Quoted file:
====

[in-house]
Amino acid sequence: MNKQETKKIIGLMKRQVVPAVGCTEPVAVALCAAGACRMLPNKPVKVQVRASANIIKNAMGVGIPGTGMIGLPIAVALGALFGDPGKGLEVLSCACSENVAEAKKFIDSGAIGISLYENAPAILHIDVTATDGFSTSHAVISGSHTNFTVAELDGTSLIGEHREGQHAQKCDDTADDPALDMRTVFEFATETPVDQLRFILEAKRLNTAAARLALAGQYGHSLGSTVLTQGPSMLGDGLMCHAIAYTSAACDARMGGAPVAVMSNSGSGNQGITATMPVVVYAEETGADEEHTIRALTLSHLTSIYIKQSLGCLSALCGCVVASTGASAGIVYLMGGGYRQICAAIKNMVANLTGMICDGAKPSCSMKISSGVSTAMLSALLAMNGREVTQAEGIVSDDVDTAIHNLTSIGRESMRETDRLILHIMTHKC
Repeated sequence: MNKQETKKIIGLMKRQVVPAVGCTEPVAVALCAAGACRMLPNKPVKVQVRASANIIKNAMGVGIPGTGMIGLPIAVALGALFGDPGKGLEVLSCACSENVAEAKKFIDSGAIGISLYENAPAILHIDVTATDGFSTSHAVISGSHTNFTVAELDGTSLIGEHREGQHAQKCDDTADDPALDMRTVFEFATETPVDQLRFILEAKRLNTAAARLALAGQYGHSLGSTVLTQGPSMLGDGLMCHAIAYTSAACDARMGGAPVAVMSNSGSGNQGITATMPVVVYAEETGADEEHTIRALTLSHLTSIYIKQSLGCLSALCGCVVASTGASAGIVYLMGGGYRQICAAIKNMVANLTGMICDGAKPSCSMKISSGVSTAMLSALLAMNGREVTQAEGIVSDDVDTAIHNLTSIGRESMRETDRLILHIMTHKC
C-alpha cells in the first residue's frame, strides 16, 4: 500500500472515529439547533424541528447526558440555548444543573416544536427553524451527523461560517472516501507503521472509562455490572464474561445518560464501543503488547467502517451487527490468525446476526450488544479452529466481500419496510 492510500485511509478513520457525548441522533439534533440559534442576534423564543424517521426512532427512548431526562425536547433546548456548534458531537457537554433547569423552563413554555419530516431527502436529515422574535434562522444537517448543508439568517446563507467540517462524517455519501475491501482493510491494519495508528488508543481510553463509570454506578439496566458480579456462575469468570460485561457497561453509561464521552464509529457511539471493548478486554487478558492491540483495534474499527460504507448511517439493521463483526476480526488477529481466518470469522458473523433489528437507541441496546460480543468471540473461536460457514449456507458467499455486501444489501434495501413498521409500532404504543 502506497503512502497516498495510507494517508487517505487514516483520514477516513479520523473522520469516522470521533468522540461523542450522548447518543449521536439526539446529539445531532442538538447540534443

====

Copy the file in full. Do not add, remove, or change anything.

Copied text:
[in-house]
Amino acid sequence: MNKQETKKIIGLMKRQVVPAVGCTEPVAVALCAAGACRMLPNKPVKVQVRASANIIKNAMGVGIPGTGMIGLPIAVALGALFGDPGKGLEVLSCACSENVAEAKKFIDSGAIGISLYENAPAILHIDVTATDGFSTSHAVISGSHTNFTVAELDGTSLIGEHREGQHAQKCDDTADDPALDMRTVFEFATETPVDQLRFILEAKRLNTAAARLALAGQYGHSLGSTVLTQGPSMLGDGLMCHAIAYTSAACDARMGGAPVAVMSNSGSGNQGITATMPVVVYAEETGADEEHTIRALTLSHLTSIYIKQSLGCLSALCGCVVASTGASAGIVYLMGGGYRQICAAIKNMVANLTGMICDGAKPSCSMKISSGVSTAMLSALLAMNGREVTQAEGIVSDDVDTAIHNLTSIGRESMRETDRLILHIMTHKC
Repeated sequence: MNKQETKKIIGLMKRQVVPAVGCTEPVAVALCAAGACRMLPNKPVKVQVRASANIIKNAMGVGIPGTGMIGLPIAVALGALFGDPGKGLEVLSCACSENVAEAKKFIDSGAIGISLYENAPAILHIDVTATDGFSTSHAVISGSHTNFTVAELDGTSLIGEHREGQHAQKCDDTADDPALDMRTVFEFATETPVDQLRFILEAKRLNTAAARLALAGQYGHSLGSTVLTQGPSMLGDGLMCHAIAYTSAACDARMGGAPVAVMSNSGSGNQGITATMPVVVYAEETGADEEHTIRALTLSHLTSIYIKQSLGCLSALCGCVVASTGASAGIVYLMGGGYRQICAAIKNMVANLTGMICDGAKPSCSMKISSGVSTAMLSALLAMNGREVTQAEGIVSDDVDTAIHNLTSIGRESMRETDRLILHIMTHKC
C-alpha cells in the first residue's frame, strides 16, 4: 500500500472515529439547533424541528447526558440555548444543573416544536427553524451527523461560517472516501507503521472509562455490572464474561445518560464501543503488547467502517451487527490468525446476526450488544479452529466481500419496510 492510500485511509478513520457525548441522533439534533440559534442576534423564543424517521426512532427512548431526562425536547433546548456548534458531537457537554433547569423552563413554555419530516431527502436529515422574535434562522444537517448543508439568517446563507467540517462524517455519501475491501482493510491494519495508528488508543481510553463509570454506578439496566458480579456462575469468570460485561457497561453509561464521552464509529457511539471493548478486554487478558492491540483495534474499527460504507448511517439493521463483526476480526488477529481466518470469522458473523433489528437507541441496546460480543468471540473461536460457514449456507458467499455486501444489501434495501413498521409500532404504543 502506497503512502497516498495510507494517508487517505487514516483520514477516513479520523473522520469516522470521533468522540461523542450522548447518543449521536439526539446529539445531532442538538447540534443